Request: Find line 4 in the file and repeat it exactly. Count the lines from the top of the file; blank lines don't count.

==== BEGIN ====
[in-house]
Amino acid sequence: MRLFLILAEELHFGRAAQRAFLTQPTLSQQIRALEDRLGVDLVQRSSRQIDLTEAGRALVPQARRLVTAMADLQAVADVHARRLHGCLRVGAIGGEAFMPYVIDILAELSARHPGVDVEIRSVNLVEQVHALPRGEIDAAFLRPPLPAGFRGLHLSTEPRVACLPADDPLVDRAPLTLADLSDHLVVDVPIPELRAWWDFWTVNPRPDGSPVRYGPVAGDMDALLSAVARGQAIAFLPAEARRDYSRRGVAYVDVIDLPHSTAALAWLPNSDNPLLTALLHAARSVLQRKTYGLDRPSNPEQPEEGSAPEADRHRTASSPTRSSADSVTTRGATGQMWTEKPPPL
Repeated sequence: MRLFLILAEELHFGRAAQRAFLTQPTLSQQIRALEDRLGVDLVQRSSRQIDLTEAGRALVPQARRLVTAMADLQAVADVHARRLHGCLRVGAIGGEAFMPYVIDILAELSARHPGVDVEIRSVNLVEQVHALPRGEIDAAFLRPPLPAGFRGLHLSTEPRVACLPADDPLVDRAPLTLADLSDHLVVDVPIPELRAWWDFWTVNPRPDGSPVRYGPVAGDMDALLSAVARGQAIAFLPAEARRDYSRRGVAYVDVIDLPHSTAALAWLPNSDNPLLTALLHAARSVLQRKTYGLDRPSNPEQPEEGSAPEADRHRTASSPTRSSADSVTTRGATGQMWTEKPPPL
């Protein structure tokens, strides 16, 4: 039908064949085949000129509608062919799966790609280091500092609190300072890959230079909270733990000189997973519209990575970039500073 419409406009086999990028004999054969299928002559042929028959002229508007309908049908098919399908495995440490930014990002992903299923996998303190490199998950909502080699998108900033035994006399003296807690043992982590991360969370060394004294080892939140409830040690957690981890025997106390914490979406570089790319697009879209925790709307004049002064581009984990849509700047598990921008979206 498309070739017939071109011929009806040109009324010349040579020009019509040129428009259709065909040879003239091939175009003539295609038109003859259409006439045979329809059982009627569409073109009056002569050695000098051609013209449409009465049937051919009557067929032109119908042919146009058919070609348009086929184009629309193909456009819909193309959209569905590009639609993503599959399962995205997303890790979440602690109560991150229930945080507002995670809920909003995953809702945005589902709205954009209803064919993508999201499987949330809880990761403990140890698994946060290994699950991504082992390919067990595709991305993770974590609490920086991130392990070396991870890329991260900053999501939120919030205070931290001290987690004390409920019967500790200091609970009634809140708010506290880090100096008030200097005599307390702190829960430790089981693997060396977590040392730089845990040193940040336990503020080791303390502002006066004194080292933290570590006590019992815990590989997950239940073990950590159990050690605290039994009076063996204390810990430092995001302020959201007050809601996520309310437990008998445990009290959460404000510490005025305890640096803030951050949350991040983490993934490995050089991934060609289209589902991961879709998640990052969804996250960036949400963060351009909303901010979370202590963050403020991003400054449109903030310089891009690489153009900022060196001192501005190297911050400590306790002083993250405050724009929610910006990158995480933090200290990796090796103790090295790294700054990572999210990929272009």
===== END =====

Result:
């Protein structure tokens, strides 16, 4: 039908064949085949000129509608062919799966790609280091500092609190300072890959230079909270733990000189997973519209990575970039500073 419409406009086999990028004999054969299928002559042929028959002229508007309908049908098919399908495995440490930014990002992903299923996998303190490199998950909502080699998108900033035994006399003296807690043992982590991360969370060394004294080892939140409830040690957690981890025997106390914490979406570089790319697009879209925790709307004049002064581009984990849509700047598990921008979206 498309070739017939071109011929009806040109009324010349040579020009019509040129428009259709065909040879003239091939175009003539295609038109003859259409006439045979329809059982009627569409073109009056002569050695000098051609013209449409009465049937051919009557067929032109119908042919146009058919070609348009086929184009629309193909456009819909193309959209569905590009639609993503599959399962995205997303890790979440602690109560991150229930945080507002995670809920909003995953809702945005589902709205954009209803064919993508999201499987949330809880990761403990140890698994946060290994699950991504082992390919067990595709991305993770974590609490920086991130392990070396991870890329991260900053999501939120919030205070931290001290987690004390409920019967500790200091609970009634809140708010506290880090100096008030200097005599307390702190829960430790089981693997060396977590040392730089845990040193940040336990503020080791303390502002006066004194080292933290570590006590019992815990590989997950239940073990950590159990050690605290039994009076063996204390810990430092995001302020959201007050809601996520309310437990008998445990009290959460404000510490005025305890640096803030951050949350991040983490993934490995050089991934060609289209589902991961879709998640990052969804996250960036949400963060351009909303901010979370202590963050403020991003400054449109903030310089891009690489153009900022060196001192501005190297911050400590306790002083993250405050724009929610910006990158995480933090200290990796090796103790090295790294700054990572999210990929272009």